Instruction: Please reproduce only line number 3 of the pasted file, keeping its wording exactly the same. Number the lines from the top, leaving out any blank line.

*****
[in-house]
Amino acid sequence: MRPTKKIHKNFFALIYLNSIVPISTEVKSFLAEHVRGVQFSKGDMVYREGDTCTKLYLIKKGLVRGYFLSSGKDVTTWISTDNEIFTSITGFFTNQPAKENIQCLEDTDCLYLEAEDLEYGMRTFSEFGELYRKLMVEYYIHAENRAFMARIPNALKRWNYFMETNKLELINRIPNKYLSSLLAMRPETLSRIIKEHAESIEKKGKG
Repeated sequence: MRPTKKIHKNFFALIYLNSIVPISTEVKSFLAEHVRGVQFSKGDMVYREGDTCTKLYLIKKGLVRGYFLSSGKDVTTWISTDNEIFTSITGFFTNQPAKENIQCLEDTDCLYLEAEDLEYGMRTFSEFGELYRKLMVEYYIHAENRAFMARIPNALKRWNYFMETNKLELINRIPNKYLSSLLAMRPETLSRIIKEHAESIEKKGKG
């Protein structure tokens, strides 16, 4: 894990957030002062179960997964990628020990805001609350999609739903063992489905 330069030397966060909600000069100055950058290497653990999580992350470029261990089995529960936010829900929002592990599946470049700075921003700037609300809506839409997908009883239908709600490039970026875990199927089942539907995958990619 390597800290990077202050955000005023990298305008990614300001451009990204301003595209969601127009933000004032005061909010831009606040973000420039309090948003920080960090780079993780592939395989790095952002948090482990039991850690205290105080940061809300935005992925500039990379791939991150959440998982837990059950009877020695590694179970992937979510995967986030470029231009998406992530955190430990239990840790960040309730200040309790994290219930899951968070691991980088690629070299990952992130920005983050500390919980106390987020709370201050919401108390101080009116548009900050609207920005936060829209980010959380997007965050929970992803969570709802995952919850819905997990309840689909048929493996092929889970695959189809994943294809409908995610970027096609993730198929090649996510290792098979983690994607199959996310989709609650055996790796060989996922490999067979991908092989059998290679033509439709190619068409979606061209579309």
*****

Repeated sequence: MRPTKKIHKNFFALIYLNSIVPISTEVKSFLAEHVRGVQFSKGDMVYREGDTCTKLYLIKKGLVRGYFLSSGKDVTTWISTDNEIFTSITGFFTNQPAKENIQCLEDTDCLYLEAEDLEYGMRTFSEFGELYRKLMVEYYIHAENRAFMARIPNALKRWNYFMETNKLELINRIPNKYLSSLLAMRPETLSRIIKEHAESIEKKGKG